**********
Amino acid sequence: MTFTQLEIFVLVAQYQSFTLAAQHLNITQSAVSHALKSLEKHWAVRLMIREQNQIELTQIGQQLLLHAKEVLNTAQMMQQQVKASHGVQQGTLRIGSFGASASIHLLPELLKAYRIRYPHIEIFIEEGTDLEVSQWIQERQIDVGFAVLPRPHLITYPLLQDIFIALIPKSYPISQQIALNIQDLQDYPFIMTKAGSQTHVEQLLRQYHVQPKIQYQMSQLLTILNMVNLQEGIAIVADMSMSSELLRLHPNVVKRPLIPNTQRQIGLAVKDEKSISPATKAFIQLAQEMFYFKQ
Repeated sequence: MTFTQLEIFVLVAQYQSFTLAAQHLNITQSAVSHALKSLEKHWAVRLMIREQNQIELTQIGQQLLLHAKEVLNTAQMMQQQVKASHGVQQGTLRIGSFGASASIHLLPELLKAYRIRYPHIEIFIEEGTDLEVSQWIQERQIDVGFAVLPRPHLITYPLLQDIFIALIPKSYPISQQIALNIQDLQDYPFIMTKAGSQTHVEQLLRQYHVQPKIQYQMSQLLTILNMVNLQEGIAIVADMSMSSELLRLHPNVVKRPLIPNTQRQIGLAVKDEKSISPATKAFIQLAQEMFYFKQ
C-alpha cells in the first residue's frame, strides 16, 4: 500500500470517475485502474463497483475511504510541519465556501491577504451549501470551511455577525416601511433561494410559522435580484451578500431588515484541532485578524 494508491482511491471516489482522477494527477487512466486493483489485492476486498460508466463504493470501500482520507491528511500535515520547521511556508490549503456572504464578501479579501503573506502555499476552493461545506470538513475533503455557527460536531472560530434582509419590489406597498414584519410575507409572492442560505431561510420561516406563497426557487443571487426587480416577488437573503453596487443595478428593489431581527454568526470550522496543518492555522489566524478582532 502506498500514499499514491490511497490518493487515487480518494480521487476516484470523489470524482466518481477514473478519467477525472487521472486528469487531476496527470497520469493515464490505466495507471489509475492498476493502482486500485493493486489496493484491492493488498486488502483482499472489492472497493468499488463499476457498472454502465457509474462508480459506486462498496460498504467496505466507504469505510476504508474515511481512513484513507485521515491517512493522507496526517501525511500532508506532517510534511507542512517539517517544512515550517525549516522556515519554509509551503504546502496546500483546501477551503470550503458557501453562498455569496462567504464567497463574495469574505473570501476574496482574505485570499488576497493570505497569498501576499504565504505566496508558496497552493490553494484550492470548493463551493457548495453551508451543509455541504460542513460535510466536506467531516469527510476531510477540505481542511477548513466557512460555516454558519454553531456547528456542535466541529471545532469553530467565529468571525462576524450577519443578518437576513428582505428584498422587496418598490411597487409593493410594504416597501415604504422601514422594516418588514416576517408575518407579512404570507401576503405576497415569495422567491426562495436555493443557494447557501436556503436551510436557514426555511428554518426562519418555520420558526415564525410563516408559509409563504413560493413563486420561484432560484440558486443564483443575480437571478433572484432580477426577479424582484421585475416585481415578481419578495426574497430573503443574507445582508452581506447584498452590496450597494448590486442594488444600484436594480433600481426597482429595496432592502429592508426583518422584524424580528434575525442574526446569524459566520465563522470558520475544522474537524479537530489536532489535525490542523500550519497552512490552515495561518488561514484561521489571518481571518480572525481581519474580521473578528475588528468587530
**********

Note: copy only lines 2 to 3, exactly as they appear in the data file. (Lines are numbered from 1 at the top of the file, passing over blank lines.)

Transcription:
Repeated sequence: MTFTQLEIFVLVAQYQSFTLAAQHLNITQSAVSHALKSLEKHWAVRLMIREQNQIELTQIGQQLLLHAKEVLNTAQMMQQQVKASHGVQQGTLRIGSFGASASIHLLPELLKAYRIRYPHIEIFIEEGTDLEVSQWIQERQIDVGFAVLPRPHLITYPLLQDIFIALIPKSYPISQQIALNIQDLQDYPFIMTKAGSQTHVEQLLRQYHVQPKIQYQMSQLLTILNMVNLQEGIAIVADMSMSSELLRLHPNVVKRPLIPNTQRQIGLAVKDEKSISPATKAFIQLAQEMFYFKQ
C-alpha cells in the first residue's frame, strides 16, 4: 500500500470517475485502474463497483475511504510541519465556501491577504451549501470551511455577525416601511433561494410559522435580484451578500431588515484541532485578524 494508491482511491471516489482522477494527477487512466486493483489485492476486498460508466463504493470501500482520507491528511500535515520547521511556508490549503456572504464578501479579501503573506502555499476552493461545506470538513475533503455557527460536531472560530434582509419590489406597498414584519410575507409572492442560505431561510420561516406563497426557487443571487426587480416577488437573503453596487443595478428593489431581527454568526470550522496543518492555522489566524478582532 502506498500514499499514491490511497490518493487515487480518494480521487476516484470523489470524482466518481477514473478519467477525472487521472486528469487531476496527470497520469493515464490505466495507471489509475492498476493502482486500485493493486489496493484491492493488498486488502483482499472489492472497493468499488463499476457498472454502465457509474462508480459506486462498496460498504467496505466507504469505510476504508474515511481512513484513507485521515491517512493522507496526517501525511500532508506532517510534511507542512517539517517544512515550517525549516522556515519554509509551503504546502496546500483546501477551503470550503458557501453562498455569496462567504464567497463574495469574505473570501476574496482574505485570499488576497493570505497569498501576499504565504505566496508558496497552493490553494484550492470548493463551493457548495453551508451543509455541504460542513460535510466536506467531516469527510476531510477540505481542511477548513466557512460555516454558519454553531456547528456542535466541529471545532469553530467565529468571525462576524450577519443578518437576513428582505428584498422587496418598490411597487409593493410594504416597501415604504422601514422594516418588514416576517408575518407579512404570507401576503405576497415569495422567491426562495436555493443557494447557501436556503436551510436557514426555511428554518426562519418555520420558526415564525410563516408559509409563504413560493413563486420561484432560484440558486443564483443575480437571478433572484432580477426577479424582484421585475416585481415578481419578495426574497430573503443574507445582508452581506447584498452590496450597494448590486442594488444600484436594480433600481426597482429595496432592502429592508426583518422584524424580528434575525442574526446569524459566520465563522470558520475544522474537524479537530489536532489535525490542523500550519497552512490552515495561518488561514484561521489571518481571518480572525481581519474580521473578528475588528468587530